Facebook Inc (NASDAQ:FB) kicked off a storm of controversy with their $19 billion purchase of WhatsApp last Wednesday. While some hailed it as a brilliant move, many analysts (and shareholders) expressed concerns at what seems like a very high price to pay for a company still a long way from their first dollar of profits.

WhatsApp Logo

Google Inc (NASDAQ:GOOG) entered the fray yesterday to comment on rumors it had also been a bidder for WhatsApp, and that’s why Facebook ended up paying so much. Their answer to the question of whether they had been involved in the WhatsApp bidding process was an emphatic “no”.

Google vice president Sundar Pichai was interviewed at the Mobile World Congress on Tuesday, and when asked about the Facebook/WhatApp deal, he replied, “WhatsApp was definitely an exciting product. But we never made an offer to acquire them. Press reports to the contrary are simply untrue.”

Facebook and WhatsApp deal

Facebook Inc (NASDAQ:FB) announced on February 19th that they had struck a deal to acquire the popular mobile messaging service WhatsApp for $19 billion. The deal was structured as $4 billion cash, $12 billion in Facebook stock, and $3 billion in Restricted Stock Units. The stock portion of the deal represents around 8% of Facebook’s float.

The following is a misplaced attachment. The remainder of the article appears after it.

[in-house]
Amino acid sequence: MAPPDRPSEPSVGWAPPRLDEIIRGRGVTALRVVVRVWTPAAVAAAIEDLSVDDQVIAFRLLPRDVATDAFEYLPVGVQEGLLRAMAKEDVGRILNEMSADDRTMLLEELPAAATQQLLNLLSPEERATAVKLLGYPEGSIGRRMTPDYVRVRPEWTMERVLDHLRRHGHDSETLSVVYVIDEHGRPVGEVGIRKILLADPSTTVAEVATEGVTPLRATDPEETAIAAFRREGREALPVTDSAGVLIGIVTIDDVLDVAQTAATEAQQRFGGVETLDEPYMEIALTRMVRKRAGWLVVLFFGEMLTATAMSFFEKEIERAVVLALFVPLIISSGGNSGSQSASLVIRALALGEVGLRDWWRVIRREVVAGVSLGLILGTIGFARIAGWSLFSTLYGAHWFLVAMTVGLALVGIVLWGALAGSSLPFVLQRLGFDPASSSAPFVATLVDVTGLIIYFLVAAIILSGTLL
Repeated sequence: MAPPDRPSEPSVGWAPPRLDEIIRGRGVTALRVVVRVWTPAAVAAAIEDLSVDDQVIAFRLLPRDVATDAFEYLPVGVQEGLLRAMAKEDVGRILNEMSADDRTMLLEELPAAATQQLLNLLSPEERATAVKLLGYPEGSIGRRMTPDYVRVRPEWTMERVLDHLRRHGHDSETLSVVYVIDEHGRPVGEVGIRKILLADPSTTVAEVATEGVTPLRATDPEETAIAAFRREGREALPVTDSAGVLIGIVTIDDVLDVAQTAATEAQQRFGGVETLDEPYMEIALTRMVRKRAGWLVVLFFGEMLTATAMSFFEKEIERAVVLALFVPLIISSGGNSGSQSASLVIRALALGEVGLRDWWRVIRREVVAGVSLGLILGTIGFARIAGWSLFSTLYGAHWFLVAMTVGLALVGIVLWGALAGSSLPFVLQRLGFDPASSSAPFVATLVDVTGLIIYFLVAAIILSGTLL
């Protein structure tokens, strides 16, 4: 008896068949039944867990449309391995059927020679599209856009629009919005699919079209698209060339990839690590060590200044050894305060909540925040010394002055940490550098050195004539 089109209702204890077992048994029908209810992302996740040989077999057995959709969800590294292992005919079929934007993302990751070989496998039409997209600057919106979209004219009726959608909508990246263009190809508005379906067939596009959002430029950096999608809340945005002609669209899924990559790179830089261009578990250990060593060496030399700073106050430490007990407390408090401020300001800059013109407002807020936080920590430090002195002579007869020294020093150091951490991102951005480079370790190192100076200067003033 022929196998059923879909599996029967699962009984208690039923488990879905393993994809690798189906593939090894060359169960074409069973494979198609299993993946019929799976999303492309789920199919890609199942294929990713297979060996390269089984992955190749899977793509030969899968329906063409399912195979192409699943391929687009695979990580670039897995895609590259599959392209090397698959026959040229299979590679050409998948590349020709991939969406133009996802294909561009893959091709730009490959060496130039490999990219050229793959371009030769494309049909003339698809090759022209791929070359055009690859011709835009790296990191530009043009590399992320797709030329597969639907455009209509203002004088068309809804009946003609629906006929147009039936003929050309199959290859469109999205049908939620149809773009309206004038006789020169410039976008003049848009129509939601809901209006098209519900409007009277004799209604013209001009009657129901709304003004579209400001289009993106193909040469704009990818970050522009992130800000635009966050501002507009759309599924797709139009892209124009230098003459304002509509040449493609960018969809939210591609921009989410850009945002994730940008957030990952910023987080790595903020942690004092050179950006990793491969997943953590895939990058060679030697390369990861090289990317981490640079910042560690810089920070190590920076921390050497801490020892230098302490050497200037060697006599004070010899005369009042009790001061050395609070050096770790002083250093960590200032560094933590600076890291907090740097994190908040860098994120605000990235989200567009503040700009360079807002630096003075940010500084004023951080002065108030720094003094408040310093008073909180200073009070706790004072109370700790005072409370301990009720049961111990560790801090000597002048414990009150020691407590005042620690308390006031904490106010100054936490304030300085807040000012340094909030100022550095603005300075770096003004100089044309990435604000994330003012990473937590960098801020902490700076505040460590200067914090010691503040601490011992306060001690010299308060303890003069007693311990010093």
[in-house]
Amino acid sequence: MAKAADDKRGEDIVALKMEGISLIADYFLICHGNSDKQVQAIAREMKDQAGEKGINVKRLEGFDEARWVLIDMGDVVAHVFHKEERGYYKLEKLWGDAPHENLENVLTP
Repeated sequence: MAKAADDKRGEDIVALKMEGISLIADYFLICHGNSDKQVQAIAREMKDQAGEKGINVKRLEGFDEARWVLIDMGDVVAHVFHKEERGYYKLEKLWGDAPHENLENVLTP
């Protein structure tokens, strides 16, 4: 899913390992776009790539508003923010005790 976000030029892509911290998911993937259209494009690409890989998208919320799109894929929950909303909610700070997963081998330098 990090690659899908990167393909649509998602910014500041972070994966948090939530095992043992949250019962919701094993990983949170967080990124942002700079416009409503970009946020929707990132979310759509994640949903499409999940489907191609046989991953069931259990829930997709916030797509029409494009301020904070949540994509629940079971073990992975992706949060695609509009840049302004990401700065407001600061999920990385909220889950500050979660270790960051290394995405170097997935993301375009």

WhatsApp is clearly in rapid growth mode, adding more than 1 million new users per day and currently boasting over 450 million daily users and 315 million daily active users. The subscriber base is growing particularly fast in Europe, Latin America and India. Analyst estimates calculate Facebook paid $42 per monthly active user for WhatsApp. Facebook Inc (NASDAQ:FB)’s current per-monthly-active-user valuation is around $140.

Analysts and WhatsApp management project more than 1 billion users worldwide within the next couple of years.

Future earnings

WhatsApp has just begun the process of monetizing their user base. The company did introduce a paid subscription service in a few areas in 2H 2013, but almost no public data on sales is available. Chief executive Jan Koum has been emphatic in all public pronouncements that there will be no ads on WhatsApp, and Facebook Inc (NASDAQ:FB) CEO Mark Zuckerberg has also commented he believes advertising is “not the right model” for the messaging service.